two-room basement underneath. Good shed, really. Sadly, it was too far from
home. One could, of course, cover that distance by the city train that used
to go from Microrayon to the Factory, but it was a risky gamble. The zone
between these two areas was one to keep away from. It was though impossible
to avoid such trips completely for it happened from time to time that my car
needed repair. And it happened all too often, every third or fourth day. On
such days I simply moved to my garage together with my car. If lucky enough
to finish the work in the day time, I drove away to leave the car overnight
at an open parking lot near the Factory. The lot was within some fifteen
minute walk from home and that was splendid: the shorter the distance, the
less dangerous the stroll. Last, and by no means least, the guards working
at the lot were ethnic Chechens. My wishful mind kept telling me that there
my car would be safer. A crow will not peck out an eye of another crow... I
convinced myself in this. I had to. For the car was my and my family's means
of survival.

Back to business. After having cleared the way to the gate, I drove out
to my first destination that morning, the dairy store located on the nearby
boulevard. By a certain hour a cistern should be delivered. That day it took
me only an hour of standing in the line. When the cistern appeared, the line
was already about 150 - 200 people long, but since I had come much earlier,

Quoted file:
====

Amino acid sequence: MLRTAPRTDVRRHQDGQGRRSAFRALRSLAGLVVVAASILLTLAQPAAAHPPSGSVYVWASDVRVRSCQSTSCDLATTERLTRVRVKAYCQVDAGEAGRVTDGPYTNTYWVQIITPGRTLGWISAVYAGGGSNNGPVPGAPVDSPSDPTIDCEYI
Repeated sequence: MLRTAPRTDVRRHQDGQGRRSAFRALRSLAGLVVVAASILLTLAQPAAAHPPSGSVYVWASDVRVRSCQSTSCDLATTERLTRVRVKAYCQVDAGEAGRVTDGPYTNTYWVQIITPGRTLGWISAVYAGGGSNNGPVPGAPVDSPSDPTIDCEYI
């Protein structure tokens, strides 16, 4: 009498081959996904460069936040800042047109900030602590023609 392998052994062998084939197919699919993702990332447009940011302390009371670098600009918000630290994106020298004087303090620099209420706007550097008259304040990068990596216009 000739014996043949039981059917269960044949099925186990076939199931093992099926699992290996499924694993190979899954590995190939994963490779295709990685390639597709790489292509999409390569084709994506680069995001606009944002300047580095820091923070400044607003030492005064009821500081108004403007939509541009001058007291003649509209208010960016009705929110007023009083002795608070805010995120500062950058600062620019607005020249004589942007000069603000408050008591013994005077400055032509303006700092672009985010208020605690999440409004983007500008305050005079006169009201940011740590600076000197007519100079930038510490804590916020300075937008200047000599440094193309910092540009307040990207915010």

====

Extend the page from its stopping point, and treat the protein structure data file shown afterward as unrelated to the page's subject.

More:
I was among the first that day. And I did get some milk that day, and then I
brought it to my mother-in-law. It was not every day that the milk was
delivered, but on the other hand it still was quite a luck that it was at
all delivered from time to time. Whether that milk deserved the name or not,
is another part of the story. When the jar got emptied, it did not need to
be rinsed. It was clean like after having water in it.

The School used to be my next destination. Every day I gave my wife a
ride to our district school where she worked as a teacher. This was my dear
school, High School number 41 where I studied years ago. Back then the
school was newly built, and my class was the first to graduate from it.
Later my wife became a teacher in it. She could, of course, commute by bus
but it was a bit too dangerous. So I gave her a ride. After that ride my
working day was to begin. I was give-a-ride guy, a self-styled "cab" driver.
On the one hand, I had merely a Zaporozhets, mini car that in the everyday
conversational speech goes under the nickname of Zapor (which in Russian
means: constipation). This ugly car is not that handy for the job: one
cannot earn out of it as many roubles as from a middle-size Lada or Moskvich